One of the options to improve searchability is to tag commits that originated a particular artifact with environment type (production / staging) to speed up the hotfix procedure and find what exactly the state of code should be changed. This point will be covered in detail when we will discuss The Ultimate CD Process.
Searchability goes hand in hand with versioning because an artifact version is one of the options to search.
Identification is not versioning. Versioning helps to identify a particular artifact. All artifacts are identifiable but not all are versioned. For example, there are artifacts that are created during development, they require primary identification and searchability but not a real version.
Semver is the primary option to version The Ultimate Artifact. The importance of Semver for libraries is difficult to overestimate. Probably all users of libraries would like to know will library updates break something or only introduce new features/fixes.
Some types of artifacts (like maven) have versioning as a primary option to identify artifacts because tagging is not available. The limitation of this approach is that it is impossible to take an artifact for any commit on a feature branch, and versioning of merged changes is the single option, so you cannot choose not to version a commit.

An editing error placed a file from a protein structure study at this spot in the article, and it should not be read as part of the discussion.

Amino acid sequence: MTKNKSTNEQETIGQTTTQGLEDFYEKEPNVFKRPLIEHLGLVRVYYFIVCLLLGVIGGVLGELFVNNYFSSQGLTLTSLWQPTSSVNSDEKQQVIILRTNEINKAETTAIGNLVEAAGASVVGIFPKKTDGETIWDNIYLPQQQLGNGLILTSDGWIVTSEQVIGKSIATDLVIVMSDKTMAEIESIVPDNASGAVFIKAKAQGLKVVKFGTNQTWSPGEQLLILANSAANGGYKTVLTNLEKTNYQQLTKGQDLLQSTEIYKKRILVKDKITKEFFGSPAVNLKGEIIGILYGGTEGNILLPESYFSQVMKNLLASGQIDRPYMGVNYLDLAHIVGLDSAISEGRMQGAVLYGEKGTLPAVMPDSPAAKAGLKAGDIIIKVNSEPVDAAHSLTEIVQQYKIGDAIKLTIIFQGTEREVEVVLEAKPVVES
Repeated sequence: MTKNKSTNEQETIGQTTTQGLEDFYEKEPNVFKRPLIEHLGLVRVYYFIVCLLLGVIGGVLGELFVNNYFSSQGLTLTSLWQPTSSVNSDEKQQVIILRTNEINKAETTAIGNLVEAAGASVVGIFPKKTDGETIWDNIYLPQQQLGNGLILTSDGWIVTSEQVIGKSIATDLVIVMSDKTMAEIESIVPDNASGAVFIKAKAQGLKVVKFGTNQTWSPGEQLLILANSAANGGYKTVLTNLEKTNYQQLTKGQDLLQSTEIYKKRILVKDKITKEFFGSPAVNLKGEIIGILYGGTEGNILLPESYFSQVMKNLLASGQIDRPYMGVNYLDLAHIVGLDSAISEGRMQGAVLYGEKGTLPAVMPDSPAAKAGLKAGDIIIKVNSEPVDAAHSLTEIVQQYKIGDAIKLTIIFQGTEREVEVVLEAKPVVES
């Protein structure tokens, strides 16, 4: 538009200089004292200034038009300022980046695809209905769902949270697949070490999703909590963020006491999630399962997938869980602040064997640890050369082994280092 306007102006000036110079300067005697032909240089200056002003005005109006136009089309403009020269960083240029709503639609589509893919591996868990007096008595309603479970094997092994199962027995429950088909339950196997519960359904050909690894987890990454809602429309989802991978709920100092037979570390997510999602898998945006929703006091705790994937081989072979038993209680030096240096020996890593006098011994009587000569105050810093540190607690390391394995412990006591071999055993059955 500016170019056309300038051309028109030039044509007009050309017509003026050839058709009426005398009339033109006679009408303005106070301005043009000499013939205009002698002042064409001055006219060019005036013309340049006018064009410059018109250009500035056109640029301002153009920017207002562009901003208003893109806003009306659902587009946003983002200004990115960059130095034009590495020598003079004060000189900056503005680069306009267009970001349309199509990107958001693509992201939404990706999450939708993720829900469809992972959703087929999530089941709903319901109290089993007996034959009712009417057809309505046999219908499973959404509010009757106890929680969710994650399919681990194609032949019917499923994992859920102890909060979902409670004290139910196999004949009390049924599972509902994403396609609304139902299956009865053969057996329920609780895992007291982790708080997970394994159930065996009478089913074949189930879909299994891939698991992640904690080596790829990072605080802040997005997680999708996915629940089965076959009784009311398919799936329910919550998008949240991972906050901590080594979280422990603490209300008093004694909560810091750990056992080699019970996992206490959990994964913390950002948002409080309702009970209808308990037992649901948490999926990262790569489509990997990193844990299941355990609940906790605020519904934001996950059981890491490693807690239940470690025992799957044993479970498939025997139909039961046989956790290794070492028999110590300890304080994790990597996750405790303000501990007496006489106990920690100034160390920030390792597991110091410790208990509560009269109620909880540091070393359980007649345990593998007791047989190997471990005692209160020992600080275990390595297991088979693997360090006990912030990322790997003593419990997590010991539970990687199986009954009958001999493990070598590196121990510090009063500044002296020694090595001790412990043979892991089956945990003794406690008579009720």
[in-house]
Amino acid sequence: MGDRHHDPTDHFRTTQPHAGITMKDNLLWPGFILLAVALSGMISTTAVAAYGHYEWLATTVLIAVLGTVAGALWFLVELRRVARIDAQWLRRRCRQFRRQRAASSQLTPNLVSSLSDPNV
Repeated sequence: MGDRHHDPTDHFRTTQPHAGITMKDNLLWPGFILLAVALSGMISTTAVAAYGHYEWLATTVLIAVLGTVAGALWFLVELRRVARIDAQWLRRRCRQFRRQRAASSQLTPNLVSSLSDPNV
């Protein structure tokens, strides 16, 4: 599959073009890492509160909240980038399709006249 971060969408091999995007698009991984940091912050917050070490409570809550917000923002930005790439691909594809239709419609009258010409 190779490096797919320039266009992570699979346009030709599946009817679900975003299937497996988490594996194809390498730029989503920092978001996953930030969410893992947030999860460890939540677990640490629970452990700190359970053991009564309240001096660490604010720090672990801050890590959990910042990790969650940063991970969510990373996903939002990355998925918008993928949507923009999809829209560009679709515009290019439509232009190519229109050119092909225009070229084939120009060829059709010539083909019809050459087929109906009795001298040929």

Auto-versioning is available for The Ultimate Artifact, thanks to The Ultimate Commits. I will cover that topic in the next issue, where we will talk about The Ultimate CI Pipeline. Subscribe not to miss.
The same sources should not provide a new artifact. If we built a commit on a default branch and added a new tag, we should not rebuild a new artifact for the new tag. Rather, we should add a new pointer to the already-known artifact. This is one of the important motivation points to use hash-based identification in general - to not generate new artifacts for the same commit.
This also means that if you use fast-forward (FF) merge and nobody introduced changes to the default branch before you tested an artifact, you will get exactly the same one in production.
The Ultimate Artifact should be configurable according to artifact usage via command line attributes / environment variables / configuration files. The Ultimate Artifacts should be ready for the fact that configuration changes in time, so if the Ultimate Artifact’s startup time is too long for some reason, the artifact should be ready to refresh values in runtime (if acceptable). Command line attributes might be used to emphasize that the value can be updated only with a restart. At the same time, it doesn’t mean that env variables cannot have immutable values.